Delayed-onset muscle soreness, or DOMS, describes the tight, sore muscles that show up a day or two after an intense weight-training session. According to exercise scientist Len Kravitz of the University of New Mexico, DOMS usually peaks within within 24 to 48 hours and resolves itself within 96 hours. (reference 4) Proactive treatment can ease your symptoms, but it will not necessarily speed your recovery.
Discontinue exercise and allow your sore muscles to rest. The American College of Sports Medicine warns that continuing to exercise with severe symptoms may make the pain worse. Refrain from exercising until your symptoms subside.
Apply ice to the affected region. Ice can help reduce inflammation and soothe damaged muscle tissue. A 2010 study performed at the University of Wisconsin-LaCrosse found that 30-minute ice treatments applied immediately after a workout -- and then repeated two, four, six, 24 and 48 hours later -- effectively minimized the perceived pain, although it didn't improve the muscle performance.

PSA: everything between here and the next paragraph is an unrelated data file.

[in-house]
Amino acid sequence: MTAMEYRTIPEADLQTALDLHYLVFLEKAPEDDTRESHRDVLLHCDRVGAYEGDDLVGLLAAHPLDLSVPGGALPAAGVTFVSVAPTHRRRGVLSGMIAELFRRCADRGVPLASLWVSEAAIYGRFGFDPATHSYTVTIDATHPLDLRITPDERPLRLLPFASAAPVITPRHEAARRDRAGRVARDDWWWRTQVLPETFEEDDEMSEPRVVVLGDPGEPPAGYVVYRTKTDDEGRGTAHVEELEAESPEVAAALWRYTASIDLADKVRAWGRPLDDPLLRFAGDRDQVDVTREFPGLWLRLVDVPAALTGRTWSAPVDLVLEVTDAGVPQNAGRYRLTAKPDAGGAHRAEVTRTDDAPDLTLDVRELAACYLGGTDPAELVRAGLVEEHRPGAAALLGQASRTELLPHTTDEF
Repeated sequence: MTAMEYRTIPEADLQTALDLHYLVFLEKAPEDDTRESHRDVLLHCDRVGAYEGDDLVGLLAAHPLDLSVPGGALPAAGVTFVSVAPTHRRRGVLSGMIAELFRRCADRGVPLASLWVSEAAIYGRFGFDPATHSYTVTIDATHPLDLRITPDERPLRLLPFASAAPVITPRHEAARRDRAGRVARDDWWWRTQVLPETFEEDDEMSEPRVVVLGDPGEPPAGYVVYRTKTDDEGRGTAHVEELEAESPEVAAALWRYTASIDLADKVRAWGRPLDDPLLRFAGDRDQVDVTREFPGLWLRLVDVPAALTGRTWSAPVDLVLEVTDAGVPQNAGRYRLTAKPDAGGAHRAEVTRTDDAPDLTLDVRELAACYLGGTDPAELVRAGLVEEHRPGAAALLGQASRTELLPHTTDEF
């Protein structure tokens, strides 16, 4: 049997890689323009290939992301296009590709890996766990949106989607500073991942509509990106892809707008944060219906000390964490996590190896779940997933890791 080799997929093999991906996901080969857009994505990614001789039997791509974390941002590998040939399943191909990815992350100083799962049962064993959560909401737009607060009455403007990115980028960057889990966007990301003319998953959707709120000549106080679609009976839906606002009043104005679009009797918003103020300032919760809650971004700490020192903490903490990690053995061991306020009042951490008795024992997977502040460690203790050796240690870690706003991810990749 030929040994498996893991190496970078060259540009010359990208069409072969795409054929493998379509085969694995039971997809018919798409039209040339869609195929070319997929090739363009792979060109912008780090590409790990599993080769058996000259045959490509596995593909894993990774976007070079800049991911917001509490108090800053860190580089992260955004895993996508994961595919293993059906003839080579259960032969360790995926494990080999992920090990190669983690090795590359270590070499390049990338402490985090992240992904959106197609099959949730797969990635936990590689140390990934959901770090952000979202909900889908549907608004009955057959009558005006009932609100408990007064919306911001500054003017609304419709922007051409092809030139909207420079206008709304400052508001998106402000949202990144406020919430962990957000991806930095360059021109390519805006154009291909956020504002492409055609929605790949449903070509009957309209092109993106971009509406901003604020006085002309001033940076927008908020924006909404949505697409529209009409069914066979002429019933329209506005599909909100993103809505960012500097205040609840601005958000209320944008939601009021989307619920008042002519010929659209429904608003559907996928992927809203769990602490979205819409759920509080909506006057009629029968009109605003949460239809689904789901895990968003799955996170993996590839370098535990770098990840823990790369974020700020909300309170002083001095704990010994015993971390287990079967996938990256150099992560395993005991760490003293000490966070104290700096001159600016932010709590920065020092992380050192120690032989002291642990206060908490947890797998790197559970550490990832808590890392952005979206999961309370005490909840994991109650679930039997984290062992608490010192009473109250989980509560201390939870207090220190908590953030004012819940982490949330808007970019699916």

Seek massage or acupressure therapy. A review of literature published by the Australian Association of Massage Therapists and RMIT University supported massage and acupressure as effective treatments to ease DOMS symptoms.
Take over-the-counter nonsteroidal anti-inflammatory drugs, or NSAIDs, such as aspirin, ibuprofen and flurbiprofen for temporary pain relief. However, because of the negative side effects of gastrointestinal distress and elevated blood pressure -- along with non-conclusive evidence to support their effectiveness -- NSAIDs are not the optimal choices for treating DOMS.
- American College of Sports Medicine: Delayed Onset Muscle Soreness (DOMS)
- Australian Association of Massage Therapists: The Effectiveness of Massage Therapy: A Summary of Evidence-Based Research
- Journal of the American Society of Nephrology: Rhabdomyolysis
- University of New Mexico: Treating and Preventing DOMS
- University of Wisconsin-LaCrosse Journal of Undergraduate Research: The Effectiveness of Cryotherapy in the Treatment of Exercise- Induced Muscle Soreness